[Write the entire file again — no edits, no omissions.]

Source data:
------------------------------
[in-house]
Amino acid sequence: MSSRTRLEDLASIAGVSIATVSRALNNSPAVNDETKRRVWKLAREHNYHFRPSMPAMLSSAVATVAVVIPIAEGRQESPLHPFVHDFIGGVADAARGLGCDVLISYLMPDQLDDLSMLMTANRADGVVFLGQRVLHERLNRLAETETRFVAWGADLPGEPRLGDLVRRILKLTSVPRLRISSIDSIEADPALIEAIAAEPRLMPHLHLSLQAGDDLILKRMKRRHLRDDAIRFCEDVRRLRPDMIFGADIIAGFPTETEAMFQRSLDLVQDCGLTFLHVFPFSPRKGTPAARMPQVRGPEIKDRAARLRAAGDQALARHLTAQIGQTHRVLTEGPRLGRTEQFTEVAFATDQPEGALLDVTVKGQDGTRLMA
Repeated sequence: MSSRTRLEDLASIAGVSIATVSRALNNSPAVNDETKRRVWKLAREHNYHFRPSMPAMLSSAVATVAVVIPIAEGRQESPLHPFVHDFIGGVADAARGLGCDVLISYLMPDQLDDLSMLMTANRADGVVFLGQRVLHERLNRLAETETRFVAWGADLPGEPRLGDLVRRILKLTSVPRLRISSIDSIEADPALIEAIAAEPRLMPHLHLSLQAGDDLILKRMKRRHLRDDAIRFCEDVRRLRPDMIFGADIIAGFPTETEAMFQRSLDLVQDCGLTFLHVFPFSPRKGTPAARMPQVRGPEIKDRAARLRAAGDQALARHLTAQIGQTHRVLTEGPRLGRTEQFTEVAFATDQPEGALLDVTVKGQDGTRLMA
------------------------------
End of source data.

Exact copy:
[in-house]
Amino acid sequence: MSSRTRLEDLASIAGVSIATVSRALNNSPAVNDETKRRVWKLAREHNYHFRPSMPAMLSSAVATVAVVIPIAEGRQESPLHPFVHDFIGGVADAARGLGCDVLISYLMPDQLDDLSMLMTANRADGVVFLGQRVLHERLNRLAETETRFVAWGADLPGEPRLGDLVRRILKLTSVPRLRISSIDSIEADPALIEAIAAEPRLMPHLHLSLQAGDDLILKRMKRRHLRDDAIRFCEDVRRLRPDMIFGADIIAGFPTETEAMFQRSLDLVQDCGLTFLHVFPFSPRKGTPAARMPQVRGPEIKDRAARLRAAGDQALARHLTAQIGQTHRVLTEGPRLGRTEQFTEVAFATDQPEGALLDVTVKGQDGTRLMA
Repeated sequence: MSSRTRLEDLASIAGVSIATVSRALNNSPAVNDETKRRVWKLAREHNYHFRPSMPAMLSSAVATVAVVIPIAEGRQESPLHPFVHDFIGGVADAARGLGCDVLISYLMPDQLDDLSMLMTANRADGVVFLGQRVLHERLNRLAETETRFVAWGADLPGEPRLGDLVRRILKLTSVPRLRISSIDSIEADPALIEAIAAEPRLMPHLHLSLQAGDDLILKRMKRRHLRDDAIRFCEDVRRLRPDMIFGADIIAGFPTETEAMFQRSLDLVQDCGLTFLHVFPFSPRKGTPAARMPQVRGPEIKDRAARLRAAGDQALARHLTAQIGQTHRVLTEGPRLGRTEQFTEVAFATDQPEGALLDVTVKGQDGTRLMA